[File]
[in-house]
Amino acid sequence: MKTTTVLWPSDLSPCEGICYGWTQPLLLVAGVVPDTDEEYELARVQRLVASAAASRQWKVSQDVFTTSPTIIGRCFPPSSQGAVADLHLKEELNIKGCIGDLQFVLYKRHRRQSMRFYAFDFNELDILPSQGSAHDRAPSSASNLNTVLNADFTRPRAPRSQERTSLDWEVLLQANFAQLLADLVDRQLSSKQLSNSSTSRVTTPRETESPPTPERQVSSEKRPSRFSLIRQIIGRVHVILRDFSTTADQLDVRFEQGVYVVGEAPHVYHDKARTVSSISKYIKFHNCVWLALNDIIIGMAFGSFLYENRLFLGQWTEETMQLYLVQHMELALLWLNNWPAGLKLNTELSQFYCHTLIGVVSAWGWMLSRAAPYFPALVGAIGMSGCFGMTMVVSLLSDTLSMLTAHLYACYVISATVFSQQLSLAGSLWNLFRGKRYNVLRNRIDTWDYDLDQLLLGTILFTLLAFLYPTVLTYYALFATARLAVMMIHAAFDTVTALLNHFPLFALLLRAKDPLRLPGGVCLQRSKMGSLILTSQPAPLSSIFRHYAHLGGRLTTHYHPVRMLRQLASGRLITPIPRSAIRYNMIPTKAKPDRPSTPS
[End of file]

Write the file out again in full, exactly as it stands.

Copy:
[in-house]
Amino acid sequence: MKTTTVLWPSDLSPCEGICYGWTQPLLLVAGVVPDTDEEYELARVQRLVASAAASRQWKVSQDVFTTSPTIIGRCFPPSSQGAVADLHLKEELNIKGCIGDLQFVLYKRHRRQSMRFYAFDFNELDILPSQGSAHDRAPSSASNLNTVLNADFTRPRAPRSQERTSLDWEVLLQANFAQLLADLVDRQLSSKQLSNSSTSRVTTPRETESPPTPERQVSSEKRPSRFSLIRQIIGRVHVILRDFSTTADQLDVRFEQGVYVVGEAPHVYHDKARTVSSISKYIKFHNCVWLALNDIIIGMAFGSFLYENRLFLGQWTEETMQLYLVQHMELALLWLNNWPAGLKLNTELSQFYCHTLIGVVSAWGWMLSRAAPYFPALVGAIGMSGCFGMTMVVSLLSDTLSMLTAHLYACYVISATVFSQQLSLAGSLWNLFRGKRYNVLRNRIDTWDYDLDQLLLGTILFTLLAFLYPTVLTYYALFATARLAVMMIHAAFDTVTALLNHFPLFALLLRAKDPLRLPGGVCLQRSKMGSLILTSQPAPLSSIFRHYAHLGGRLTTHYHPVRMLRQLASGRLITPIPRSAIRYNMIPTKAKPDRPSTPS